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Treatments and drugs

posted Jan 11, 2011, 10:37 PM by David W.   [ updated Jan 19, 2011, 10:05 PM ]
Standard treatments for myeloma
Though there's no cure for multiple myeloma, with good treatment results you can usually return to near-normal activity. You may wish to consider approved clinical trials as an option.

Standard treatment options include:
  • Bortezomib (Velcade). Bortezomib was the first approved drug in a new class of medications called proteasome inhibitors. It is administered intravenously. It causes cancer cells to die by blocking the action of proteasomes. It is approved for people with newly diagnosed and previously treated myeloma.
  • Thalidomide (Thalomid). Thalidomide, a drug originally used as a sedative and to treat morning sickness in the 1950s, was removed from the market after it was found to cause severe birth defects. However, the drug received approval from the Food and Drug Administration (FDA) again in 1998, first as a treatment for skin lesions caused by leprosy. Today thalidomide is FDA approved for the treatment of newly diagnosed multiple myeloma. This drug is given orally.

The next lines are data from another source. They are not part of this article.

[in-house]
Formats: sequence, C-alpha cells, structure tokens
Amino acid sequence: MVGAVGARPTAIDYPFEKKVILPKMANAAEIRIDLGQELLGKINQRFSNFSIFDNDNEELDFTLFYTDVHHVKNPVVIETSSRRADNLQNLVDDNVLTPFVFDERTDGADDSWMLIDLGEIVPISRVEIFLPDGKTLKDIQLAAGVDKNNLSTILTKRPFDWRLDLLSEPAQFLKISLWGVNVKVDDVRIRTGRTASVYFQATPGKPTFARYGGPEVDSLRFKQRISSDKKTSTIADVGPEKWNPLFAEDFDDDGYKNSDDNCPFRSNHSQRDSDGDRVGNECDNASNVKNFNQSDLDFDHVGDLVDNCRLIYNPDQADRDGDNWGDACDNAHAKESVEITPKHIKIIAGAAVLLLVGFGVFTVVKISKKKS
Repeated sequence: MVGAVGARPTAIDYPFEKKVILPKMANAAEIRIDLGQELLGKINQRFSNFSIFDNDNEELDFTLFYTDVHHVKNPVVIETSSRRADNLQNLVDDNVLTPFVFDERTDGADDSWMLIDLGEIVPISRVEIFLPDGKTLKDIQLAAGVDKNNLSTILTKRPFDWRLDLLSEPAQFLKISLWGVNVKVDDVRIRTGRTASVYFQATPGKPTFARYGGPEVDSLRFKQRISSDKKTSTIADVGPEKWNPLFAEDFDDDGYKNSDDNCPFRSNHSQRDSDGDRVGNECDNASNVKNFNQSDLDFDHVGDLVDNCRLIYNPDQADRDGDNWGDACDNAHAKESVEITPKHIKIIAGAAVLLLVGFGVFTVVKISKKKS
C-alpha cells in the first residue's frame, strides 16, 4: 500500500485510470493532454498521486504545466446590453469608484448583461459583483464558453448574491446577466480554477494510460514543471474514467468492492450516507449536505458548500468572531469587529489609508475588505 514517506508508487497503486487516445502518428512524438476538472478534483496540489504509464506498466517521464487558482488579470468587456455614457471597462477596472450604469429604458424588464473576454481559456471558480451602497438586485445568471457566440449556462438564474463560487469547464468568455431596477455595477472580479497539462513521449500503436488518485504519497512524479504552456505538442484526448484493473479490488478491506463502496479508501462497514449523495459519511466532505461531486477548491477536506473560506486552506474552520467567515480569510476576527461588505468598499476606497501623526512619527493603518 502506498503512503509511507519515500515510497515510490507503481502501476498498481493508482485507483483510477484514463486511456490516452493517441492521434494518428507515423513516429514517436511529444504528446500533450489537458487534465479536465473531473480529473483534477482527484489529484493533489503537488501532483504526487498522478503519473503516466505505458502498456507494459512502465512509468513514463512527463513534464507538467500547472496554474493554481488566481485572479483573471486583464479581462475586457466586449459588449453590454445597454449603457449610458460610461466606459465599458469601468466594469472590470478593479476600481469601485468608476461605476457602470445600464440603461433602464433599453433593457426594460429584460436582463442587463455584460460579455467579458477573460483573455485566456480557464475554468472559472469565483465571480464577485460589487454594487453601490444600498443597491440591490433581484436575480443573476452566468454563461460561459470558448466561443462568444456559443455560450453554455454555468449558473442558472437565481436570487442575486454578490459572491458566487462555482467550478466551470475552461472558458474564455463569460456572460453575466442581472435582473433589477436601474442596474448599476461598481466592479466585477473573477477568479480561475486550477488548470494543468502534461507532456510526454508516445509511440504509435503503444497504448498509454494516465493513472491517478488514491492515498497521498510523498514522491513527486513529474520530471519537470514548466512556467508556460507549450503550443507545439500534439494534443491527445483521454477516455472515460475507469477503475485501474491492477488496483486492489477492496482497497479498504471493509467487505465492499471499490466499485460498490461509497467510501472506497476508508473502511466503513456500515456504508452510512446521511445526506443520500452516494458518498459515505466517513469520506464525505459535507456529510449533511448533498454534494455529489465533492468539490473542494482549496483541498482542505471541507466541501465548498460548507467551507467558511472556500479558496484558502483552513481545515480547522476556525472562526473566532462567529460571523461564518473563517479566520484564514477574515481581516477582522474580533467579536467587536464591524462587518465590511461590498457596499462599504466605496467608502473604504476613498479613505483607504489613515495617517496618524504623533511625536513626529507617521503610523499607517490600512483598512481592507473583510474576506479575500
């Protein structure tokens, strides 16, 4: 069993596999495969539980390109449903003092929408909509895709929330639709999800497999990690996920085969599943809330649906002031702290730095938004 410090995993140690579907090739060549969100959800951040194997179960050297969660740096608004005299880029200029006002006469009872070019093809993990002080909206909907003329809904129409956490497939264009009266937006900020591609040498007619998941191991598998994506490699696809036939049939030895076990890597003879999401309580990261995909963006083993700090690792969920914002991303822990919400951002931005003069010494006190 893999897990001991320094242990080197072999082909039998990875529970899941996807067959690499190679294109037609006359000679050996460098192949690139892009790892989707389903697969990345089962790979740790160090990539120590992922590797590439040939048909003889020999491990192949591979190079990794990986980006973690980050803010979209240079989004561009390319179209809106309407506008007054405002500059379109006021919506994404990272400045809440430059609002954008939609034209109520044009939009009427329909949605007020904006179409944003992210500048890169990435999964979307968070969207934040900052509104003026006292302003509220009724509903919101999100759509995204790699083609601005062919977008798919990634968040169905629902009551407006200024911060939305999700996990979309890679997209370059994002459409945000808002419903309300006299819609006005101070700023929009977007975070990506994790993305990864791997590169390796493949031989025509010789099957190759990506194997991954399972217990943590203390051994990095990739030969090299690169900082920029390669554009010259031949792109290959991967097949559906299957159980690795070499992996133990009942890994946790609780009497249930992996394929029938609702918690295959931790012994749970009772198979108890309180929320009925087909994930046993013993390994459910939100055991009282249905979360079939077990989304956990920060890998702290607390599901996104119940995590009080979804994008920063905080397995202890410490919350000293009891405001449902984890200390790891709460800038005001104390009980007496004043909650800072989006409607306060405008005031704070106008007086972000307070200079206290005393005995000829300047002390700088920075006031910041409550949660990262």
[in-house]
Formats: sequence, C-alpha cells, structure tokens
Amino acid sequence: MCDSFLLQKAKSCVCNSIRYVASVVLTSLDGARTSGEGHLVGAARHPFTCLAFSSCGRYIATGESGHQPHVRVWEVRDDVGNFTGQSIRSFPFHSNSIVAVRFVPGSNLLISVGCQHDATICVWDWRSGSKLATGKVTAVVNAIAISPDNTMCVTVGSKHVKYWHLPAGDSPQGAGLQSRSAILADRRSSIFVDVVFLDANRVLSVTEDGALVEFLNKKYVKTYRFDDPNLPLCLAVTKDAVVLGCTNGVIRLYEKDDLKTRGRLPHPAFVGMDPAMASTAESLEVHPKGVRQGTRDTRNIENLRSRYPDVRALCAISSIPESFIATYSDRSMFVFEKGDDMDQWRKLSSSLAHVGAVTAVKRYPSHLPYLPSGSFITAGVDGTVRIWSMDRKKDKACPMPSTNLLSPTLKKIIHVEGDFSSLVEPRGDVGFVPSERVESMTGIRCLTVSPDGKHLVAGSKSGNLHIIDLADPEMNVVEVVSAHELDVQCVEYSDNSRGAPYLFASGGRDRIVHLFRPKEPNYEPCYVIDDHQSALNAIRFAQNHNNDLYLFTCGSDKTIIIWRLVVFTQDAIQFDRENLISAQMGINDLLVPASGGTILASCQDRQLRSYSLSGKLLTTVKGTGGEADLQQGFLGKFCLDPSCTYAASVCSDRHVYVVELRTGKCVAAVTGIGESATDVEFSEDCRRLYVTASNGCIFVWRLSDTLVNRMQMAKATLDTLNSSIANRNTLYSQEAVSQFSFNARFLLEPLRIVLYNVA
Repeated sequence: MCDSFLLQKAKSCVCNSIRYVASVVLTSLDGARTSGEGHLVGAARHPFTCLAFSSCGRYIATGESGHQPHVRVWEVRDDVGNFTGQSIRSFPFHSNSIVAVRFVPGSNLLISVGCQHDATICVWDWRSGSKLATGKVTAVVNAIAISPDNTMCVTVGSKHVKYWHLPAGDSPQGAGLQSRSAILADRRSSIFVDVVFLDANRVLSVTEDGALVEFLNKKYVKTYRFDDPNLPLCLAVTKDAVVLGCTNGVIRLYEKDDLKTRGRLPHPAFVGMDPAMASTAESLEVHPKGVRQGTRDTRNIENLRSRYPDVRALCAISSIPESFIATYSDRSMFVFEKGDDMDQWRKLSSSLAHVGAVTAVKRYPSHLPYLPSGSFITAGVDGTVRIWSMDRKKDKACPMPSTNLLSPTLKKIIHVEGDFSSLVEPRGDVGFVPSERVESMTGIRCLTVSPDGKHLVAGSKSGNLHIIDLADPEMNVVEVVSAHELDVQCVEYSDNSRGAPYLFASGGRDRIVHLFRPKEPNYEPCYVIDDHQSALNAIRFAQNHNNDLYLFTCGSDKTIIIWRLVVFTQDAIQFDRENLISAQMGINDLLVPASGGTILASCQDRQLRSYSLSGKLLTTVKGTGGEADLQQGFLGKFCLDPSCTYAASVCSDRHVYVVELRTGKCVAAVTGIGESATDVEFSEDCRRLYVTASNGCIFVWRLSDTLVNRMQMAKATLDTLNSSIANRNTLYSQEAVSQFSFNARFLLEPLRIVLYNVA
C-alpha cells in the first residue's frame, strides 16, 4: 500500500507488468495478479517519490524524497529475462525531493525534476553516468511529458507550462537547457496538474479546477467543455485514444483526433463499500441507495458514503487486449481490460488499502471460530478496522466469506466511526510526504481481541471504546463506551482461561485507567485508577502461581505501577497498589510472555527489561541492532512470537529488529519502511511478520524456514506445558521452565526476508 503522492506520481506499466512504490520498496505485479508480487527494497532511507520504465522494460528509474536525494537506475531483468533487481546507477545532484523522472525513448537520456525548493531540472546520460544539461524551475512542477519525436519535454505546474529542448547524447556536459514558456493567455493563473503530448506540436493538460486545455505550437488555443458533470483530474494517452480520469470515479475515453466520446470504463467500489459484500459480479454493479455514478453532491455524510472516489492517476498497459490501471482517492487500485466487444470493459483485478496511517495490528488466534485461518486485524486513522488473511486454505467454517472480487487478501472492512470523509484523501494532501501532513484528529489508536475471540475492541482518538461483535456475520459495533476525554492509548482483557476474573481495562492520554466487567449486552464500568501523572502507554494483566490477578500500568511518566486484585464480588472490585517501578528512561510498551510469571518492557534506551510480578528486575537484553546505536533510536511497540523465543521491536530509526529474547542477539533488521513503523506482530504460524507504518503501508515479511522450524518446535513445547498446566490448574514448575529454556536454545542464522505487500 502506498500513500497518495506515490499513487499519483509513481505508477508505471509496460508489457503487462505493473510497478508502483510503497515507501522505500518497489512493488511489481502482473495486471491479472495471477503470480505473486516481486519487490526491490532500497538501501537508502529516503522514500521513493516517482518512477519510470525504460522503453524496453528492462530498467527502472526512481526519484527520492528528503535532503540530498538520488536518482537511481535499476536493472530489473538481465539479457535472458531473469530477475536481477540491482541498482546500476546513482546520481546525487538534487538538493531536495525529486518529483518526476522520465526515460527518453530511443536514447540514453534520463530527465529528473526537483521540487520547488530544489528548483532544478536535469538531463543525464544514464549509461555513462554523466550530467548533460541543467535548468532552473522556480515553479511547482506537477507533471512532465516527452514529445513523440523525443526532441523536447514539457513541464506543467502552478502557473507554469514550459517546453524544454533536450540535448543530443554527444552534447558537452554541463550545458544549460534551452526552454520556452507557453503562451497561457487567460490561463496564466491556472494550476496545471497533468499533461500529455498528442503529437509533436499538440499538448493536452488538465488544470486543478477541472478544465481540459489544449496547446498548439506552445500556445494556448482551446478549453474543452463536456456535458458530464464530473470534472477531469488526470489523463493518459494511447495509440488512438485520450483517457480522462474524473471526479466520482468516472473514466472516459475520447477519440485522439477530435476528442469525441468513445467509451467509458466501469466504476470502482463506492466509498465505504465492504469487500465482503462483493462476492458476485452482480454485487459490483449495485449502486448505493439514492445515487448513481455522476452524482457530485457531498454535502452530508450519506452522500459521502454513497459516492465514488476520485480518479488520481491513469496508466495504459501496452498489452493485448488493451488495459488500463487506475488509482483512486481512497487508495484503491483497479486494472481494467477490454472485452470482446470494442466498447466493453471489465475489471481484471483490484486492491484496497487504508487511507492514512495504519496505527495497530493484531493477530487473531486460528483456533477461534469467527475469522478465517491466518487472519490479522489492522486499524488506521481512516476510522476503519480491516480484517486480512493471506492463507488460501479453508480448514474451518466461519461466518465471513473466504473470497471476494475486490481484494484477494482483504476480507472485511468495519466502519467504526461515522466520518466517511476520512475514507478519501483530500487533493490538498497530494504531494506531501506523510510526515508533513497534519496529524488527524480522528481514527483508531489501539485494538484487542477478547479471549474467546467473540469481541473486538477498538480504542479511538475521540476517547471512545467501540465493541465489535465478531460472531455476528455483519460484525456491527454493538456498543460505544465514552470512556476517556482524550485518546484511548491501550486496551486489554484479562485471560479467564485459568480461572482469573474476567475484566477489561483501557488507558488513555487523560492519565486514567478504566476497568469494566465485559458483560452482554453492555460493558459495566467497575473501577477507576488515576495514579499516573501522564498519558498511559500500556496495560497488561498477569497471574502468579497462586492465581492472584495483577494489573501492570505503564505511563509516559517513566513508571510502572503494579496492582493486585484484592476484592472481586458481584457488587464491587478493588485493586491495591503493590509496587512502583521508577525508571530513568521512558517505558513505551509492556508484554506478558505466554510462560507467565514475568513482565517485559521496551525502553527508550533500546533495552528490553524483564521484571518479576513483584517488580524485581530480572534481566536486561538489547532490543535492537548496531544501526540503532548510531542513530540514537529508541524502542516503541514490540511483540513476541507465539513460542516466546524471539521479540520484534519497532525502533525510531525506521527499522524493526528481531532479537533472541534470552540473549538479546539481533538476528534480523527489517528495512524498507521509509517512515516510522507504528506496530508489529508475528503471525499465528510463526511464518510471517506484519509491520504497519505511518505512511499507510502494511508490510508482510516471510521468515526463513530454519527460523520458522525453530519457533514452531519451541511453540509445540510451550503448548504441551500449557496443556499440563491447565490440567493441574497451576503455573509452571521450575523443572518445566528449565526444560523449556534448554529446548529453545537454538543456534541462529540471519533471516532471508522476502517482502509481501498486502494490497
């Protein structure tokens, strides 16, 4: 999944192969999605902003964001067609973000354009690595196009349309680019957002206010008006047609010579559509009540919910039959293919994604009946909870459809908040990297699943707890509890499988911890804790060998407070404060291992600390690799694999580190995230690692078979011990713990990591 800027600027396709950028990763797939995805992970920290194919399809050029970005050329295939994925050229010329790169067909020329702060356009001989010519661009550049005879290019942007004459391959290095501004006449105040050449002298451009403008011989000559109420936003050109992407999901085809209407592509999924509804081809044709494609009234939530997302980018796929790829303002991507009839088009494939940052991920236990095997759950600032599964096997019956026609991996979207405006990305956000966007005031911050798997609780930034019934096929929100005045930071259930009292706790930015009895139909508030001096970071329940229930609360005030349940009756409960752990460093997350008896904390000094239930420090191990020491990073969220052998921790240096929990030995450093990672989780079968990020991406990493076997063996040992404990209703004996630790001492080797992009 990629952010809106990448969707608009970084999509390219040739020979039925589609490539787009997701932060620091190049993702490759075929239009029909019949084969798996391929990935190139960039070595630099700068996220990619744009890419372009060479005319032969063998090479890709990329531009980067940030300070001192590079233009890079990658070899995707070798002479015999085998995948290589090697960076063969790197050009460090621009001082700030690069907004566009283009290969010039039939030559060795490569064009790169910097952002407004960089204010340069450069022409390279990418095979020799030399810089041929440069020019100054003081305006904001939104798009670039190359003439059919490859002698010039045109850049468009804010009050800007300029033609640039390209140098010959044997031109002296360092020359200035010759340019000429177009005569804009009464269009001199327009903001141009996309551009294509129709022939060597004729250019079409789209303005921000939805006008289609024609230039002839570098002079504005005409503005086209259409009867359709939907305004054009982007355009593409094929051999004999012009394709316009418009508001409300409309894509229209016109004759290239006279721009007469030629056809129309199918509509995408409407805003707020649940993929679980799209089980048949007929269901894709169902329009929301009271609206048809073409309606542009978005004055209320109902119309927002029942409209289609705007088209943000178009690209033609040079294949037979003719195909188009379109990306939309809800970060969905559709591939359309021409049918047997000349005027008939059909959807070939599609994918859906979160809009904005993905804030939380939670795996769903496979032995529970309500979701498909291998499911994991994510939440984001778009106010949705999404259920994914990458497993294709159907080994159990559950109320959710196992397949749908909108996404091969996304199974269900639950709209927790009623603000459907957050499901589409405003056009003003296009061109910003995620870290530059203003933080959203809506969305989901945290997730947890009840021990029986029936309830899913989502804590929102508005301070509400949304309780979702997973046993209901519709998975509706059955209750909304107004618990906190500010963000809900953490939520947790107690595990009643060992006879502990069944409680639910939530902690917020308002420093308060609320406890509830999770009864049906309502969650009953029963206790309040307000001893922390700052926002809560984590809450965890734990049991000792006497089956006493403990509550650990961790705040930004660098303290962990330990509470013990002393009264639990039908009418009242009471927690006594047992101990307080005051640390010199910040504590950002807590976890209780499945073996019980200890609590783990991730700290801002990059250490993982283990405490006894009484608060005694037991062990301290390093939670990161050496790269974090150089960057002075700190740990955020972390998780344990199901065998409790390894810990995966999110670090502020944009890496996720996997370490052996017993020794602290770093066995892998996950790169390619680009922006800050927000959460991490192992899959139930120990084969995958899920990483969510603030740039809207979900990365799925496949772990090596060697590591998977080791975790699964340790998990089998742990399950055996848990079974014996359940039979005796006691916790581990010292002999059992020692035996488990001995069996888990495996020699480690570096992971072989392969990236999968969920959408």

• Lenalidomide (Revlimid). Lenalidomide is chemically similar to thalidomide, but because it appears to be more potent and cause fewer side effects, it is currently used more often than thalidomide. Lenalidomide is given orally. It is approved for people with previously treated myeloma, but is also often used in people with newly diagnosed disease.
  • Chemotherapy. Chemotherapy involves using medicines — taken orally as a pill or given through an intravenous (IV) injection — to kill myeloma cells. Chemotherapy is often given in cycles over a period of months, followed by a rest period. Often chemotherapy is discontinued during what is called a plateau phase or remission, during which your M protein level remains stable. You may need chemotherapy again if your M protein level begins to rise. Common chemotherapy drugs used to treat myeloma are melphalan (Alkeran), cyclophosphamide (Cytoxan), vincristine (Oncovin), doxorubicin (Adriamycin) [9/7/10] and liposomal doxorubicin (Doxil).
  • Corticosteroids. Corticosteroids such as prednisone and dexamethasone (Decadron) have been used for decades to treat multiple myeloma. They are typically given as pills.
  • Radiation therapy. This treatment uses high-energy penetrating waves to damage myeloma cells and stop their growth. Radiation therapy may be used to target myeloma cells in a specific area — for instance, to more quickly shrink a tumor that's causing pain or destroying a bone.

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David W.,
Jan 13, 2011, 10:27 PM
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